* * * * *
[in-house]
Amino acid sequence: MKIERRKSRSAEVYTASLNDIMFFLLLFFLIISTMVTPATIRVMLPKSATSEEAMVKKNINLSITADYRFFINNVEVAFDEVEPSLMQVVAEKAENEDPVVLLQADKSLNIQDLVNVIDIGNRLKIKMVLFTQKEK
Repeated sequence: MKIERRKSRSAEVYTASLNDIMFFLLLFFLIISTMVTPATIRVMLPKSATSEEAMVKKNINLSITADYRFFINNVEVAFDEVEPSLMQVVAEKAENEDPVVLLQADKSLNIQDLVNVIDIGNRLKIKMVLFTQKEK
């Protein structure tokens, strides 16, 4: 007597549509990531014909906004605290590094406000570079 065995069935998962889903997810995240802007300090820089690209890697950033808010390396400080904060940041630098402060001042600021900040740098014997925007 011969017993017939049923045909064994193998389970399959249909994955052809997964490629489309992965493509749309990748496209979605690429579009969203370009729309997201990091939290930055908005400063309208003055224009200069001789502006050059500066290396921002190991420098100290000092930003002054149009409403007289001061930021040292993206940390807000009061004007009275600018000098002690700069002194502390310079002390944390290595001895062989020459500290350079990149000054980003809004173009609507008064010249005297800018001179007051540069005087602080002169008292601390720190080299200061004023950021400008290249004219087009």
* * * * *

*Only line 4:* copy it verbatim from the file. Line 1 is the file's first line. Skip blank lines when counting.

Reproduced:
């Protein structure tokens, strides 16, 4: 007597549509990531014909906004605290590094406000570079 065995069935998962889903997810995240802007300090820089690209890697950033808010390396400080904060940041630098402060001042600021900040740098014997925007 011969017993017939049923045909064994193998389970399959249909994955052809997964490629489309992965493509749309990748496209979605690429579009969203370009729309997201990091939290930055908005400063309208003055224009200069001789502006050059500066290396921002190991420098100290000092930003002054149009409403007289001061930021040292993206940390807000009061004007009275600018000098002690700069002194502390310079002390944390290595001895062989020459500290350079990149000054980003809004173009609507008064010249005297800018001179007051540069005087602080002169008292601390720190080299200061004023950021400008290249004219087009």